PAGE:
Media Production Mentoring

Free online film school designed with beginning filmmakers in mind.


Pet Peeve: Enhancing Images

The heroes in our film or show are trying to catch someone. Unfortunately, all they have is a really small, low-resolution digital glimpse of their nemesis in the reflection off a soup spoon caught on the security camera from halfway across the room.

What to do?

The obvious answer is to take it to a lab and have the image "enhanced." After a lengthy process, the computer finally spits out the spitting image of their Uncle Mort, who is then arrested based on this incredible technological proof!

As exciting as such a string of events can be, it is horribly inaccurate and a total cop-out for writers who don't understand technology.

So, I give you this:

Pet Peeve: Enhancing Images

I'd love it if I could throw together a sketch and then let the computer construct a perfect image of Camilla for me.

But that's not going to happen. Even if I gave my computer two weeks to do it.


My computer can't even render four hours of HDV footage for web delivery in that time frame. There's no way it could take my Picasso and turn it into a Rembrandt.

 ~Luke Holzmann
Your Media Production Mentor


The Life Within

I guess I haven't blogged about it, but I was really unimpressed with Beowulf. The CG just wasn't there. The motion was very poor and the animation suffered from a claymation feel.

A few days ago we got to talking about Final Fantasy: Spirits Within which came out a good six years earlier than Beowulf.

Here are my impressions after watching the DVD. I had seen the movie once before in theaters...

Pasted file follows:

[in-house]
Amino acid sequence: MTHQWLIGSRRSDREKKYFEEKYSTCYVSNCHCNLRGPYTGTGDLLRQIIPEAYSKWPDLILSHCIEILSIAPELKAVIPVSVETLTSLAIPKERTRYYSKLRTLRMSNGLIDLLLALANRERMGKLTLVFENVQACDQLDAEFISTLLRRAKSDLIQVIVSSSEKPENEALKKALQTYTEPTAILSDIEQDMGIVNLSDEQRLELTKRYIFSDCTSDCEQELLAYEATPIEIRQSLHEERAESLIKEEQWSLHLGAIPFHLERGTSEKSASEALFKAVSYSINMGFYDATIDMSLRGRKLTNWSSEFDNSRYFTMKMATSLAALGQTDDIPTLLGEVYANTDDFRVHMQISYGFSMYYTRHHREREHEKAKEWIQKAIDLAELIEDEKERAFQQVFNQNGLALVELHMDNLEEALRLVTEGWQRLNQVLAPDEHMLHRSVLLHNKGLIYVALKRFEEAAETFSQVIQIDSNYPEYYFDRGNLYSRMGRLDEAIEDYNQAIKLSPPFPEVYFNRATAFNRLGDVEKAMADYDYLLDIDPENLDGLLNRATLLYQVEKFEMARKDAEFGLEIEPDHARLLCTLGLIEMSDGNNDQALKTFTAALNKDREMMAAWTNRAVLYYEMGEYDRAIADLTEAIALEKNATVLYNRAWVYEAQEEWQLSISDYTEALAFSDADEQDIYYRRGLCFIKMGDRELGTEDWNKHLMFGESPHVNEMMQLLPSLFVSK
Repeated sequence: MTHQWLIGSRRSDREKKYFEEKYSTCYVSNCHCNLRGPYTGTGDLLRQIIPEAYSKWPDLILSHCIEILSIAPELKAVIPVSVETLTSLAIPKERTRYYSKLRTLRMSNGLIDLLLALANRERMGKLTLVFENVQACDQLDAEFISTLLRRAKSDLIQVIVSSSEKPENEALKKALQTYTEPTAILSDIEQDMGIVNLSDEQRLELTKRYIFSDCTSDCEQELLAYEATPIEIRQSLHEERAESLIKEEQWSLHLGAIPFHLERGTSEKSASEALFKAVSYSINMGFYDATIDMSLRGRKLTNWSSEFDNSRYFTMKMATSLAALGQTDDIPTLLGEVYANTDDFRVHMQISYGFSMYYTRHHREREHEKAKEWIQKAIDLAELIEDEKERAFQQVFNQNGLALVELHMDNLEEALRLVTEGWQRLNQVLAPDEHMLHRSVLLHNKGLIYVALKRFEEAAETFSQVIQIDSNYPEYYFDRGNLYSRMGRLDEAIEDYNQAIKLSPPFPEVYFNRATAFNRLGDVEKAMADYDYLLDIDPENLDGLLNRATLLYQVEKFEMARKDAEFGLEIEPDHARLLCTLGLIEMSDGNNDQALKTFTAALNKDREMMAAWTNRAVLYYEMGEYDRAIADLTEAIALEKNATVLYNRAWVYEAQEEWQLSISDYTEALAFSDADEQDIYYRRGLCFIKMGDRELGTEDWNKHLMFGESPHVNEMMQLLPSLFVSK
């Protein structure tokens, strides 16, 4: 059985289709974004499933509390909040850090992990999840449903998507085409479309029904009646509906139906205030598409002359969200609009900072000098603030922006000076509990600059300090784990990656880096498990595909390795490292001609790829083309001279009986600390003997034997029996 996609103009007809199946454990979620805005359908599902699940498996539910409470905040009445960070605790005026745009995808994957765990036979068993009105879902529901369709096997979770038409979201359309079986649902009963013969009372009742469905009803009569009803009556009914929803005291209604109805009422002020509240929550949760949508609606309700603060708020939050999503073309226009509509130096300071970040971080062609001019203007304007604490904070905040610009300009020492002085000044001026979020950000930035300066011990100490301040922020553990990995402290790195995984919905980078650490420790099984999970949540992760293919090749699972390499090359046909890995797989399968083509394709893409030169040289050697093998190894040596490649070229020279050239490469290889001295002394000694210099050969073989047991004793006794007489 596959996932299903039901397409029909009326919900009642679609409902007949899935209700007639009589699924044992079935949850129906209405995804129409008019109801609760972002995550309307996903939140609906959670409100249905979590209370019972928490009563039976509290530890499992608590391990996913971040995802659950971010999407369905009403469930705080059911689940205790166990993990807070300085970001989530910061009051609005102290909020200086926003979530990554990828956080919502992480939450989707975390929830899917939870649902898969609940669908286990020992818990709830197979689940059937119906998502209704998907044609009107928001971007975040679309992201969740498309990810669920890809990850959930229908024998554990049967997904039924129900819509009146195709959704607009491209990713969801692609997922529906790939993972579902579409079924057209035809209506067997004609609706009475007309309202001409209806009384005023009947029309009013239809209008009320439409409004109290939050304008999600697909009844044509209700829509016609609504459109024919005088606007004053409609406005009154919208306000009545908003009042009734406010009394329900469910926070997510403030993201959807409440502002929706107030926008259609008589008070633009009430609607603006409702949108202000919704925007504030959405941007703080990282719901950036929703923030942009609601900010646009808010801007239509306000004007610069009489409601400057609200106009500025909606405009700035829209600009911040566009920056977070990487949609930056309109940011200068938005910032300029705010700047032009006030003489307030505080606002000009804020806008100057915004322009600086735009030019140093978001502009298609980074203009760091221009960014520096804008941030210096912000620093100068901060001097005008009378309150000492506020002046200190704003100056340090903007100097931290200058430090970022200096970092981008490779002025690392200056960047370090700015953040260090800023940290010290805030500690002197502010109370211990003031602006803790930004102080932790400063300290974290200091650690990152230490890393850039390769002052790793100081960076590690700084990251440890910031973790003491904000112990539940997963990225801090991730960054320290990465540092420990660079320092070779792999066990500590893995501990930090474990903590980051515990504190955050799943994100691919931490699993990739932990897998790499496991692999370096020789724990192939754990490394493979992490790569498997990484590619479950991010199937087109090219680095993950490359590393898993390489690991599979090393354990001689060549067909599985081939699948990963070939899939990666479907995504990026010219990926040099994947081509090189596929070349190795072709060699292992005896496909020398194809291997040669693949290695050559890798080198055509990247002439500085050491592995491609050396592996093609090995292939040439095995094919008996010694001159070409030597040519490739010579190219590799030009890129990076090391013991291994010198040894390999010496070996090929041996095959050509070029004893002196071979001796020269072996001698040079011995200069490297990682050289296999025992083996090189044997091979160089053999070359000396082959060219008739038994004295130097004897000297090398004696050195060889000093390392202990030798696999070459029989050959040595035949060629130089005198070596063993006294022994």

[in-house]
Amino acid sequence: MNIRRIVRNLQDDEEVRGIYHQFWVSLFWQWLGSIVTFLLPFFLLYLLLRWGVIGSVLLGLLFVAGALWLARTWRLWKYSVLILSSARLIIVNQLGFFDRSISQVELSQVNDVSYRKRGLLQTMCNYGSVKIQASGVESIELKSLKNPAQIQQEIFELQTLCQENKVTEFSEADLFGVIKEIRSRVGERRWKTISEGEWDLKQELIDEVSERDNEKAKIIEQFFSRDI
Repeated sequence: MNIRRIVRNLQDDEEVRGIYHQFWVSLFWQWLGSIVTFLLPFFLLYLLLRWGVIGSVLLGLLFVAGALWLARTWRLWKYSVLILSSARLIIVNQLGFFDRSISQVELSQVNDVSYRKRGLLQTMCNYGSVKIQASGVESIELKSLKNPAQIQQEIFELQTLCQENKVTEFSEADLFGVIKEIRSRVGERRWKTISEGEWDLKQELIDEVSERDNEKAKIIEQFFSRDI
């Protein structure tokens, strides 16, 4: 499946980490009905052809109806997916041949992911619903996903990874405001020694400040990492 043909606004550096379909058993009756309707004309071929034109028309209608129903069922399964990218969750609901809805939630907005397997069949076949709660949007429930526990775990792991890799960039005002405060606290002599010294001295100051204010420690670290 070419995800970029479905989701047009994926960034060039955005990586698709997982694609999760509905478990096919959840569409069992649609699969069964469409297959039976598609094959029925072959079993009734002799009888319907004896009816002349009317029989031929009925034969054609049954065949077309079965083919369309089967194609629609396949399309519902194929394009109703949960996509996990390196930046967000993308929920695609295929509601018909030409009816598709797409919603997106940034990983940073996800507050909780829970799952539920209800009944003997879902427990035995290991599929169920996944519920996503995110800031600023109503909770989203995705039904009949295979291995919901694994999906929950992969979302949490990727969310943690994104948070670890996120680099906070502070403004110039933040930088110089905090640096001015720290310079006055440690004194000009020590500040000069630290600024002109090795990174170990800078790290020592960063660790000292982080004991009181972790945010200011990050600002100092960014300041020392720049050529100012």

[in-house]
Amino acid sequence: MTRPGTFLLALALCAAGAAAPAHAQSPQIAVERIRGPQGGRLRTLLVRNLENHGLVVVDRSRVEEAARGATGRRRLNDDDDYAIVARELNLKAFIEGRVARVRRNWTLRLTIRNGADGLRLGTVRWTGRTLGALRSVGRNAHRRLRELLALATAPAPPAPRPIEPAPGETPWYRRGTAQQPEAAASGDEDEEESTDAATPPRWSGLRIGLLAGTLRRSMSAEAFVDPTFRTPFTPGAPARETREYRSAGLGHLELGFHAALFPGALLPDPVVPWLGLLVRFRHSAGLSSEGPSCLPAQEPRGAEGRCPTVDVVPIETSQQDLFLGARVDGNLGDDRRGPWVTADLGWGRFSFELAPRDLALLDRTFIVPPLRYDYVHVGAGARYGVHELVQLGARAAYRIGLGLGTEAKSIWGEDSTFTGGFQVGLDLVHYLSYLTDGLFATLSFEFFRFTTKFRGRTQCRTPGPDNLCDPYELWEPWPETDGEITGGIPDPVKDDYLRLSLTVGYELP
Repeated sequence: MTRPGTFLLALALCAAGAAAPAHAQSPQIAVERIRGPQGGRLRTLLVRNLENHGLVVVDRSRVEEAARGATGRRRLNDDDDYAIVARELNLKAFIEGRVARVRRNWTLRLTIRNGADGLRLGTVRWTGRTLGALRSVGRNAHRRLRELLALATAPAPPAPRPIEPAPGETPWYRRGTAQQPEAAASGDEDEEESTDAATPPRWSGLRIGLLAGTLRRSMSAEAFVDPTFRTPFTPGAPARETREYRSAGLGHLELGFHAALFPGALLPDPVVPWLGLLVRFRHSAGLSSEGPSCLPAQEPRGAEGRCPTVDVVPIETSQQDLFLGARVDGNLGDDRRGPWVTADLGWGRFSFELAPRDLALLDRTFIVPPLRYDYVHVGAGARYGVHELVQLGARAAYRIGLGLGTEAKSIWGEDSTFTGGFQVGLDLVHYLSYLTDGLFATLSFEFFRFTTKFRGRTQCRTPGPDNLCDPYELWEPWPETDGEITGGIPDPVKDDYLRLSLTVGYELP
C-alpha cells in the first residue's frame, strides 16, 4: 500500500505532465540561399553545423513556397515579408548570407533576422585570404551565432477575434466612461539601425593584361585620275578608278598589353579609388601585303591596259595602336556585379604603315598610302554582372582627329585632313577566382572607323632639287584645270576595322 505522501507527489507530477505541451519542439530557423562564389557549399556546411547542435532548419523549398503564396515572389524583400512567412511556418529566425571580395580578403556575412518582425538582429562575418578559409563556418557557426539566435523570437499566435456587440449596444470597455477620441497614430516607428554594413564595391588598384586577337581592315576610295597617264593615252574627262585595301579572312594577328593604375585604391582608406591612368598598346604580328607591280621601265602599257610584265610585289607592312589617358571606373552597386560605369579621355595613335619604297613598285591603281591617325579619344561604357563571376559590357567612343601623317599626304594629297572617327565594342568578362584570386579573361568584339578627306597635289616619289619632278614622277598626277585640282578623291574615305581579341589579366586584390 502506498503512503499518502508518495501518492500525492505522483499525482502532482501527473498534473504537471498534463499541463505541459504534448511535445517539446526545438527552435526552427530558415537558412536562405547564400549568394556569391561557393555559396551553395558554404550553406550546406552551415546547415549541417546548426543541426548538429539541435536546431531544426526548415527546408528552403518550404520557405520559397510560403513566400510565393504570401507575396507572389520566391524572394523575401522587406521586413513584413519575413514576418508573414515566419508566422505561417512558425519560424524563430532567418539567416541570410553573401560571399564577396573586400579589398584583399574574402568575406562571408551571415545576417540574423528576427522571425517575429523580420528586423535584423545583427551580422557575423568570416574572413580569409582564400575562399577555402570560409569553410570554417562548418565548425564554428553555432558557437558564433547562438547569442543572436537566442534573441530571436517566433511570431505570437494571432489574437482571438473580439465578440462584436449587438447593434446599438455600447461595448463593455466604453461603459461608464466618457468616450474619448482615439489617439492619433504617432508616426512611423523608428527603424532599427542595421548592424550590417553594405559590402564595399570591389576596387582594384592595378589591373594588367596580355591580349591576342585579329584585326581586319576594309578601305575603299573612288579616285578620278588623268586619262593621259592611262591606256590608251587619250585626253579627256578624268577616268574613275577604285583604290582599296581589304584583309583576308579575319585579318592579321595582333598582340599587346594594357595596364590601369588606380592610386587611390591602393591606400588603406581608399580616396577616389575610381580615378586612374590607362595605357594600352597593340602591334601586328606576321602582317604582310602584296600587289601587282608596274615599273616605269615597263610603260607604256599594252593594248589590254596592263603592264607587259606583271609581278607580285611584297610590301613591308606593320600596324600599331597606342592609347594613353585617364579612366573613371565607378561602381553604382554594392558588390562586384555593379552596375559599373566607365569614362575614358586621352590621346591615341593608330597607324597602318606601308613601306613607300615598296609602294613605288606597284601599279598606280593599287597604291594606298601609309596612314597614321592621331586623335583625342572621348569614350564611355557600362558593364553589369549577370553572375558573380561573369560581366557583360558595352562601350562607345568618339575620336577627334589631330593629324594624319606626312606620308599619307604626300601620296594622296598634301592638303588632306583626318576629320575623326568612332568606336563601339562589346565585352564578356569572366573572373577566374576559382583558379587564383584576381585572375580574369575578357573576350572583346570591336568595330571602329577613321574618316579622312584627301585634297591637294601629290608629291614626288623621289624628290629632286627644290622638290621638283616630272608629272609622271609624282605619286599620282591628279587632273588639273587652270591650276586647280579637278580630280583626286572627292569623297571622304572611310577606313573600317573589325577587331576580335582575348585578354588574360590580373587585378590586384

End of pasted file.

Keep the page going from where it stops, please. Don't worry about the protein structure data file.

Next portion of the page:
Aki's Eye

Good skin detail. They added freckles because perfectly smooth skin looks plastic. Overall, the motion was better than the modern stuff, but there were still many places where it felt like I was watching my wife play Sims 3 rather than a ground breaking animated film.

Also, hair just wasn't very good back then. They really worked hard at it in a few key moments, but it still wasn't anywhere near that of Sulley in Monster's, Inc. I'm not blaming Square, considering Zemeckis hadn't improved on their look.

The other major problem with "photo-realistic" animation is that objects just don't interact with each other properly. It just didn't feel like they were connecting in the kissing scene. Rather, they looked like two puzzle pieces that didn't quite fit.

Unfortunately, the DVD quality was horrible. For a movie that was originally rendered on a computer, having the image grainy and washed out is simply unacceptable. Also, I think the sound was a few frames off which can also happen when you have poor compression. Both of those facts made it really difficult to judge the quality of the animation.

Was the lame fire effect because it was made in 2001, or because the DVD was put together so poorly?


I'm pretty sure that primitive particle engines--that fling dust and debris around virtual space--are part of the issue. But the bad compression certainly didn't help anything.

The lesson? Your movie can be "hurt" at every point... even when you put it onto a DVD. So be careful at each stage.

 ~Luke Holzmann
Your Media Production Mentor